Fertilization can also be done in the spring months. Fertilizer is a good idea whenever soil lacks the macronutrients and micronutrients that trees need to thrive. To figure out if an established tree needs fertilization, observe its shoot growth, i.e., the growth that happens in a single year. In general, shoot growth of fewer than 2 inches indicates a fertilizer may be required. Of course, certified arborists take many other factors into account when prescribing the best fertilization approach.
Beyond soil testing, foliage color and the history of the yard should also be considered. As far as timing goes, it’s ideal to provide slow-release fertilizer prior to the tree’s springtime growth spurt. While fertilization timing varies by location, by soil conditions, and by species, a good rule of thumb is to apply fertilizer as soon as the ground is workable in the spring.
Importance of Fertilizing Portland trees in spring
Spring tree fertilization is common as most trees have their greatest need for nutrients in the spring. In Portland, this spring application usually happens in March or April as, rainy, cold weather wanes and sunny weather begins to show its face. Trees in the city need fertilization because many of the natural processes that take place to add nutrients to the soil are disrupted. Leaves and other debris are cleaned up before they can be re-incorporated into the soil. Soil is often compacted so many nutrients are washed away as urban runoff. Also, the presence of pollutants can strip nutrients from the soil or disrupt their absorption.
If your tree is having health issues, fertilization is likely an important part of getting that tree back into tip-top shape, but you need to be sure that the problem that caused the tree to be unhealthy has been resolved. A Certified Arborist can help you identify and diagnose health issues. Trees are similar to humans in that when we are sick good nutrition can go a long way to getting us back on our feet, but in some cases, additional medicine or other interventions are required to achieve and maintain our health.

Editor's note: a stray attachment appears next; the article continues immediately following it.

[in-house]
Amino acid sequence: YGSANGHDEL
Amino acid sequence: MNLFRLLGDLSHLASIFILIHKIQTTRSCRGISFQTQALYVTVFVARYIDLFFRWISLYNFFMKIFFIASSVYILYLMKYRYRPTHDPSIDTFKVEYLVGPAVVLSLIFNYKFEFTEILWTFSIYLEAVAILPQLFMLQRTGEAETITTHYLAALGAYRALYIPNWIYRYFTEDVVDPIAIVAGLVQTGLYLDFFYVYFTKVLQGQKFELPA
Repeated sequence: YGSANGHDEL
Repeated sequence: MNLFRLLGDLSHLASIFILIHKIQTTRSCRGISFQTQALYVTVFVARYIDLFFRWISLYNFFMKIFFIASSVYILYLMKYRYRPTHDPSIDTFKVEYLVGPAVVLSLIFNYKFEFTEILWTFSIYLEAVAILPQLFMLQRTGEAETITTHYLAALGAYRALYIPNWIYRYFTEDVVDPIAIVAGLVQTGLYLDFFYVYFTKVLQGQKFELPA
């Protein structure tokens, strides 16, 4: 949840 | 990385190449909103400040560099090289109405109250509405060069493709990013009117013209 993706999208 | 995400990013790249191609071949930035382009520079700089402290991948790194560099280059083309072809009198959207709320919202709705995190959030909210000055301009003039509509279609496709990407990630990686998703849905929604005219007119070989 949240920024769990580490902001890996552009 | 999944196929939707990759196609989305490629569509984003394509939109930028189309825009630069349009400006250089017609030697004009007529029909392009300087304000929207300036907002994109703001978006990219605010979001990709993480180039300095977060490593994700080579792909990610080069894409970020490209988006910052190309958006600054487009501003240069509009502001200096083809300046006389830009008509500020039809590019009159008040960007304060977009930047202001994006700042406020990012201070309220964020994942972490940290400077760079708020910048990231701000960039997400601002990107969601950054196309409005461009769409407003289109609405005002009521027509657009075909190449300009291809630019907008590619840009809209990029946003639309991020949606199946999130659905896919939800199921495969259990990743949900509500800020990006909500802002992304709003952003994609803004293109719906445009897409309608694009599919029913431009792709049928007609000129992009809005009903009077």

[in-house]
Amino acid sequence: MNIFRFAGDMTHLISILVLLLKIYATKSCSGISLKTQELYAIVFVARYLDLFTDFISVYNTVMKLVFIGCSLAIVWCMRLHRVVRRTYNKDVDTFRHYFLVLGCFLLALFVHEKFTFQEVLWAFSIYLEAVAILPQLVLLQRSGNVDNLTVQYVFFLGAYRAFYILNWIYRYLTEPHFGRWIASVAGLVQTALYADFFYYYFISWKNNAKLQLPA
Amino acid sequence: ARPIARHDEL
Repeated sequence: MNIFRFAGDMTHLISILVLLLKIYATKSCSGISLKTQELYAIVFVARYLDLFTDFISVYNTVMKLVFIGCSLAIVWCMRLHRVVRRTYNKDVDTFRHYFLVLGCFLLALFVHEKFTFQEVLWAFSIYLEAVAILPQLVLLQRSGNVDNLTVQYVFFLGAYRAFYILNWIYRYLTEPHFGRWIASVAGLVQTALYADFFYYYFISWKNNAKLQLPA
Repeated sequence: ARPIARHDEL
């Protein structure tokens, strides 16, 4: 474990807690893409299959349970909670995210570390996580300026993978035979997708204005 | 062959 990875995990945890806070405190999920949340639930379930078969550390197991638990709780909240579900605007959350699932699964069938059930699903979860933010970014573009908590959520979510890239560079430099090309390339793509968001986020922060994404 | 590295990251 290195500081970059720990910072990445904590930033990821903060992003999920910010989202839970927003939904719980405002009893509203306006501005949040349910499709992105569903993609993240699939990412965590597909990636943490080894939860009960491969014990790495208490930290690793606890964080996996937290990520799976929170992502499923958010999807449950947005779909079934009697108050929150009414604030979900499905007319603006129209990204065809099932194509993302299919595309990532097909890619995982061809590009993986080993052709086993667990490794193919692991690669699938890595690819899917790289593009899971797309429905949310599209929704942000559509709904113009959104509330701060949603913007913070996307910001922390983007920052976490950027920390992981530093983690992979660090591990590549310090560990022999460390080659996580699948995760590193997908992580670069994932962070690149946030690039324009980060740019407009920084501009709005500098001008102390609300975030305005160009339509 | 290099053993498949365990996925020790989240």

We use two basic types of fertilizers for trees
- Chemical: This is your basic man-made chemical fertilizer. There are several reputable brands which have developed formulations made specifically for either Deciduous or Evergreen trees, and for application in either the spring or the fall. Two of the most popular brands are Jobes and Phc for trees. Jobes is a good quality one that has an organic option and is available at most Home Depot stores. Phc is a little harder to find but has excellent proven results and is what many professional arborists use.
- Natural Mix: For us this is a compost tea mixed with Mycorrhizal Fungi. This fertilizer combination is a more organic option that mimics nature. The Mycorrhizal Fungi helps with the absorption of the nutrients and, we have seen great results with their use of urban trees. This application is somewhat custom and cannot be bought off of the shelf.
Fertilization options for trees also come is several application options. Fertilizer is most cases can’t be just spread on the ground surrounding the tree. It needs to be inserted under the soil 6”-12” down into the root zone of the tree. Those application options are:
- Tree Spikes: These are the most common option for a DIY fertilizer application. Tree spikes are soil form fertilizer which is formed in a spike shape which can be driven into the ground by hand (of at least in theory they can).
- Deep Root Fertilization: This is a liquid fertilizer pumped into the soil using a long wand attached to a commercial pump. This method is favored by professional arborists.
- Injections: Fertilizer applications can be injected directly into the tree, but this is usually only done in extreme cases or when the tree is also receiving another type of injection.
Maintaining your trees is, of course, a year-round job, but taking big steps to ensure their health in the early spring will set them up for a great year! Each season comes with its own tasks and chores, so make sure you are taking care of your trees every day, all year.
With these tips and the help of Arborist Now, your trees should be happy, healthy and thriving this season!
Original post here https://www.urbanforestprofessionals.com/blog/spring-tree-care-tips/.